reelgirl

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I am currently a freshman in college and, after volunteering for the Red Cross for many hours, I have finally chosen my career path: Nursing! Such a noble profession. Well, my current college doesn't have a nursing major, so I am going to stay at this school for my first two years and take all of the required courses, and then transfer to a different school for my last 2 years.

Okay, now my dream school is NYU School of Nursing. I have the stats to get accepted (most likely :)) but I definately don't have the money. I want to go to NYU because I plan on working in NYC after graduation anyway...I love the city and all of my relatives live there. Unfortunately, NYU has a terrible rep for financial aid...

I am looking for scholarships, but I pretty much need close to a full ride (I can probably only afford $10K/year, including room and board!) I was looking at Rush University in Chicago and they have a scholarship where they will pay for your last 2 years of nursing school if you agree to work in their hospital for 2 years after graduation. This sounds like a great deal for me, except that I want to attend NYU. Does anyone know of any scholarships like this, other than Rush, that will allow me to attend my last 2 years for free in exchange for 2 years of service in an understaffed hospital? I contacted NYU about this, but I haven't gotten a real answer yet...they keep putting me on hold and passing me off to different people who don't know how to answer my question. Should I contact Bellevue or Mt. Sinai or St. Vincent's and ask them if they'd be willing to pay for nursing school if I agree to work at their hospital?? I don't even know who to ask there! Is this even heard of?!

Please, please, please...I am begging for a response! If you know ANYTHING about this, please respond! And I know that some of you might want to suggest other schools, but (for now at least) I want to focus on my dream school. Thank you so much, everyone! I am very grateful for your help!! :eek:
 

wsu

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hello reelgirl,

have you thought about the military scholarships? you may qualify and they do have some nice perks if you don't mind working for the governement..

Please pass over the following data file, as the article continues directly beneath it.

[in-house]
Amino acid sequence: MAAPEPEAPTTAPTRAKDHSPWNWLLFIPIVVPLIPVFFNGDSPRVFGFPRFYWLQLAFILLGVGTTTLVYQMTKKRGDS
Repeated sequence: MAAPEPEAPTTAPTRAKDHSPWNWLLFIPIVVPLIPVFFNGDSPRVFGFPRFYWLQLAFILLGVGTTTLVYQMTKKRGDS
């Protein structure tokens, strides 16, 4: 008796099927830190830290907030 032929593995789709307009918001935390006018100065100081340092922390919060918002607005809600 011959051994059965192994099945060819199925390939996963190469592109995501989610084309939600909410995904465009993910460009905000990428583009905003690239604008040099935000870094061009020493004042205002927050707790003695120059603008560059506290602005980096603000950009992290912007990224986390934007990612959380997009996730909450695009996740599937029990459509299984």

reelgirl

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Originally posted by wsu:
•hello reelgirl,

have you thought about the military scholarships? you may qualify and they do have some nice perks if you don't mind working for the governement..•


Yes, I thought about it for about a minute. But I REALLY don't want to enlist in the military!!
 
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tedsadoc2002

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Hi reelgirl,

Are you a NYS resident? If you are and you meet the financial criteria, you should be eligible for TAP. Now, I haven't lived in the state for a while, so I'm not sure how much they will cover, but it's a start. Another thing to look into are Regents scholarships or grants (I think the scholarship depends on how well you did on your SAT). Short of this I am not sure about the rest of your questions but this might be a start. Contact the Directors of Nursing at these institutions for more info, they may have loan forgiveness programs. Best of luck :cool:
 

DocHunter9

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1st, you wouldnt ENLIST you would be an officer and would work as a nurse not a soldier. 2nd, the program that would benifit you would be the ROTC nursing scholarship. Upon completion you go to an army hospital (although not usually understaffed) and work as a nurse. You would also have many continuing education opportunities that would not add to your obligation and some that would such as CRNA.
 

tedsadoc2002

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This post is only for clarification. I checked the definition of enlist and it simply means to engage the services of personnel for the armed services. If reelgirl chose to enlist she would indeed be an officer and would not be enlisted personnel (back in the stone ages when I was ROTC, that was E1-E9). The military term of "enlisted personnel" are persons that have ranks lower than comissioned officers.
 

gower